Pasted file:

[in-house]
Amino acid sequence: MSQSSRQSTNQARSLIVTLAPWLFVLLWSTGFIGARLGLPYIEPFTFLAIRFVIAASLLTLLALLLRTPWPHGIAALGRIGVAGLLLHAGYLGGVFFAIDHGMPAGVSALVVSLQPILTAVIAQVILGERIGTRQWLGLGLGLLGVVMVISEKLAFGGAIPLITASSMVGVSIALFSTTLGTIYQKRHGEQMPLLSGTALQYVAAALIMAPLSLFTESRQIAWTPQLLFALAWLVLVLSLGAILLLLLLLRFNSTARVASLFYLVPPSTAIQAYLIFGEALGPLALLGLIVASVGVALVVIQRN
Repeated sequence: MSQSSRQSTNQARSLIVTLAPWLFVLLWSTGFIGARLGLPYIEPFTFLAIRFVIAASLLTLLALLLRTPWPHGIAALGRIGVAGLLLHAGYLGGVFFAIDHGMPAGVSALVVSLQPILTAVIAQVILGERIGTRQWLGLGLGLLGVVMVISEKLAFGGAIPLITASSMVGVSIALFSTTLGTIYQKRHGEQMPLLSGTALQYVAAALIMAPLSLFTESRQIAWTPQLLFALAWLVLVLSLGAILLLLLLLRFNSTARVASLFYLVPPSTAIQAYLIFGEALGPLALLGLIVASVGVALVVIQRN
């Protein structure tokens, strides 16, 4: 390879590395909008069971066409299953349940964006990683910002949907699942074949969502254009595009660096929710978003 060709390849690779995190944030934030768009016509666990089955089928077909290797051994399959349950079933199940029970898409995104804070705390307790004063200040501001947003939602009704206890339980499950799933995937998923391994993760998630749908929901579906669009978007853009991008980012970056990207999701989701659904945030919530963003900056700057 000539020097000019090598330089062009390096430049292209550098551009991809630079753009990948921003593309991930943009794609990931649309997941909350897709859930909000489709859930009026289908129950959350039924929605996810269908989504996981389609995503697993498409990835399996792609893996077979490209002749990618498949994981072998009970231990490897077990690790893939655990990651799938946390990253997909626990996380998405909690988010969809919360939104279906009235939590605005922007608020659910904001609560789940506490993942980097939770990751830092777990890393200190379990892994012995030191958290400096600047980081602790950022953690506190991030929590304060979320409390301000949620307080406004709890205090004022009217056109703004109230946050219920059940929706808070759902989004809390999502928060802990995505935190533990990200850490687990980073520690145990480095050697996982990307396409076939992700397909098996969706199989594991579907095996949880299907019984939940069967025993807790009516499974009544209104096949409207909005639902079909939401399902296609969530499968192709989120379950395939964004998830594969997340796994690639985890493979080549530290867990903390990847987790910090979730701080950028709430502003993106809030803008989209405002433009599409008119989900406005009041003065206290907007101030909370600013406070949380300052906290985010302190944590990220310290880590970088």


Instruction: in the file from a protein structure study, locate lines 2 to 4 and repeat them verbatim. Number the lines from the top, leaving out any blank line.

Amino acid sequence: MSQSSRQSTNQARSLIVTLAPWLFVLLWSTGFIGARLGLPYIEPFTFLAIRFVIAASLLTLLALLLRTPWPHGIAALGRIGVAGLLLHAGYLGGVFFAIDHGMPAGVSALVVSLQPILTAVIAQVILGERIGTRQWLGLGLGLLGVVMVISEKLAFGGAIPLITASSMVGVSIALFSTTLGTIYQKRHGEQMPLLSGTALQYVAAALIMAPLSLFTESRQIAWTPQLLFALAWLVLVLSLGAILLLLLLLRFNSTARVASLFYLVPPSTAIQAYLIFGEALGPLALLGLIVASVGVALVVIQRN
Repeated sequence: MSQSSRQSTNQARSLIVTLAPWLFVLLWSTGFIGARLGLPYIEPFTFLAIRFVIAASLLTLLALLLRTPWPHGIAALGRIGVAGLLLHAGYLGGVFFAIDHGMPAGVSALVVSLQPILTAVIAQVILGERIGTRQWLGLGLGLLGVVMVISEKLAFGGAIPLITASSMVGVSIALFSTTLGTIYQKRHGEQMPLLSGTALQYVAAALIMAPLSLFTESRQIAWTPQLLFALAWLVLVLSLGAILLLLLLLRFNSTARVASLFYLVPPSTAIQAYLIFGEALGPLALLGLIVASVGVALVVIQRN
């Protein structure tokens, strides 16, 4: 390879590395909008069971066409299953349940964006990683910002949907699942074949969502254009595009660096929710978003 060709390849690779995190944030934030768009016509666990089955089928077909290797051994399959349950079933199940029970898409995104804070705390307790004063200040501001947003939602009704206890339980499950799933995937998923391994993760998630749908929901579906669009978007853009991008980012970056990207999701989701659904945030919530963003900056700057 000539020097000019090598330089062009390096430049292209550098551009991809630079753009990948921003593309991930943009794609990931649309997941909350897709859930909000489709859930009026289908129950959350039924929605996810269908989504996981389609995503697993498409990835399996792609893996077979490209002749990618498949994981072998009970231990490897077990690790893939655990990651799938946390990253997909626990996380998405909690988010969809919360939104279906009235939590605005922007608020659910904001609560789940506490993942980097939770990751830092777990890393200190379990892994012995030191958290400096600047980081602790950022953690506190991030929590304060979320409390301000949620307080406004709890205090004022009217056109703004109230946050219920059940929706808070759902989004809390999502928060802990995505935190533990990200850490687990980073520690145990480095050697996982990307396409076939992700397909098996969706199989594991579907095996949880299907019984939940069967025993807790009516499974009544209104096949409207909005639902079909939401399902296609969530499968192709989120379950395939964004998830594969997340796994690639985890493979080549530290867990903390990847987790910090979730701080950028709430502003993106809030803008989209405002433009599409008119989900406005009041003065206290907007101030909370600013406070949380300052906290985010302190944590990220310290880590970088």